Friends of the Earth Scotland, Platform and Greenpeace surveyed 1400 offshore workers, 5% of workforce at the time, and spoke to 400 more on the phone. They found that 82% would consider leaving industry, but that 91% had not heard the term Just Transition. Job security was the most common top priority, and a lack of training or funding for training were seen as main barriers to workforce transition. They are currently working on a film about the just transition and plan to hold screenings as conversation starters for further discussions with oil workers.

Finally, Neil Rothnie discussed his experiences as an oil worker and more recently as a climate justice campaigner. He highlighted how the quality of jobs in the North Seas oil industry had been in decline for a long period, with a decline in wages after inflation and major safety breaches such as the Piper Alpha incident and at Total’s Elgin Complex in 2012. He highlighted that the renewable industry won’t necessarily work to the benefit of workers unless regulation ensures it. Currently, international renewable energy companies working in Scotland have not brought many jobs to local residents. He called on artists to help ‘upset the applecart’ by thinking creatively and challenging the status quo through questioning the role of the oil industry in the just transition and critiquing fossil fuel sponsorship of the arts.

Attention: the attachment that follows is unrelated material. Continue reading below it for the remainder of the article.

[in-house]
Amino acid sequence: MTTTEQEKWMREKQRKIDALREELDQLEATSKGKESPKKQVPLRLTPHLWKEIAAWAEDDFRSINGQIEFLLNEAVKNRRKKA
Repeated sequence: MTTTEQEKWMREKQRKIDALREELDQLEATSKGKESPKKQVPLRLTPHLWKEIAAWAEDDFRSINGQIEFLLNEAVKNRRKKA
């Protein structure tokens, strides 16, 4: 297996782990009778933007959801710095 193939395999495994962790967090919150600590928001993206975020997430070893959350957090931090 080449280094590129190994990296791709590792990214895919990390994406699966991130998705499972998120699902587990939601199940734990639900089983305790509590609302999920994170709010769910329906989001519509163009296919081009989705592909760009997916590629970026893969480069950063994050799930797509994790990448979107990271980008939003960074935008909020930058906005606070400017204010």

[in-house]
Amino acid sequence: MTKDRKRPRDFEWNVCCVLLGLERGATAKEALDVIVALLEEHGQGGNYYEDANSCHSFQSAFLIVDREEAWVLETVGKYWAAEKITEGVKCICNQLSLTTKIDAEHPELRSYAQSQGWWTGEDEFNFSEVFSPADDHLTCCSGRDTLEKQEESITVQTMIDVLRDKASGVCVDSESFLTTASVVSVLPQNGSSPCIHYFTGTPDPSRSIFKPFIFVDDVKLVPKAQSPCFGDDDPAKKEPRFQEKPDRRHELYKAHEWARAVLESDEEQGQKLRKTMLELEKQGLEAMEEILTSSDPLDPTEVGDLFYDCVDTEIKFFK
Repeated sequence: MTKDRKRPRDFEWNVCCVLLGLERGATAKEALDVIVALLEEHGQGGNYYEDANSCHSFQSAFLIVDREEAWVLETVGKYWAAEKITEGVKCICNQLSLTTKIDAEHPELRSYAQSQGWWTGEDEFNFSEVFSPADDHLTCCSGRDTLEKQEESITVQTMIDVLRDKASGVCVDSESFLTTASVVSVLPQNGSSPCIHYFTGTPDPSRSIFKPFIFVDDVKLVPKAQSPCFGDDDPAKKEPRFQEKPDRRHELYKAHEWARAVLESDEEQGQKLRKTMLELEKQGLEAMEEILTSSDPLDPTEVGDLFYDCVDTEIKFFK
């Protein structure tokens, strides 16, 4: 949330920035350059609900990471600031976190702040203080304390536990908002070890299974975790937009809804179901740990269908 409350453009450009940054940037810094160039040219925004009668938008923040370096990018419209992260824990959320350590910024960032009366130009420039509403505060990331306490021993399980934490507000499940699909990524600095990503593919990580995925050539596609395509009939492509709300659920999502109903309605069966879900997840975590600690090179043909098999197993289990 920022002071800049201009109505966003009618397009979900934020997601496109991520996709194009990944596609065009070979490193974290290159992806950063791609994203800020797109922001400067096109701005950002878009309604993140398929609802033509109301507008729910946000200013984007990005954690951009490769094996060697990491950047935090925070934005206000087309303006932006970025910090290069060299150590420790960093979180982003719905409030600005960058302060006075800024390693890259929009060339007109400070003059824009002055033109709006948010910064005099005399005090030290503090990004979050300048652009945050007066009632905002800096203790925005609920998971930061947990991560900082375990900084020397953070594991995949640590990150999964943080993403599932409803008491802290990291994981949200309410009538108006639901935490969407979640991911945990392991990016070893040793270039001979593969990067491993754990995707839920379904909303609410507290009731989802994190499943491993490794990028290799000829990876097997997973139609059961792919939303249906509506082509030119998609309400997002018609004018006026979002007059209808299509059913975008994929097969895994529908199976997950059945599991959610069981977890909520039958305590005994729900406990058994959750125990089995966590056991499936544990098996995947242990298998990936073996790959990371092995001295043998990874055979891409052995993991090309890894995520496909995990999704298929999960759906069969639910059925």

This was followed by some open discussion time to further explore the issues raised by the panellists. Here are a few extra points that emerged from this discussion:

  • When asked about positive examples of the implementation of renewable energy infrastructure in Scotland, the panellists pointed to the long standing role of community hydro schemes in the highlands and islands as well as a recent plan in Ayrshire for new renewable energy infrastructure through a community wealth building approach.
  • When asked about what action people could take locally in Aberdeen, the main suggestion was to get involved in the campaign to save St Fittick’s Park.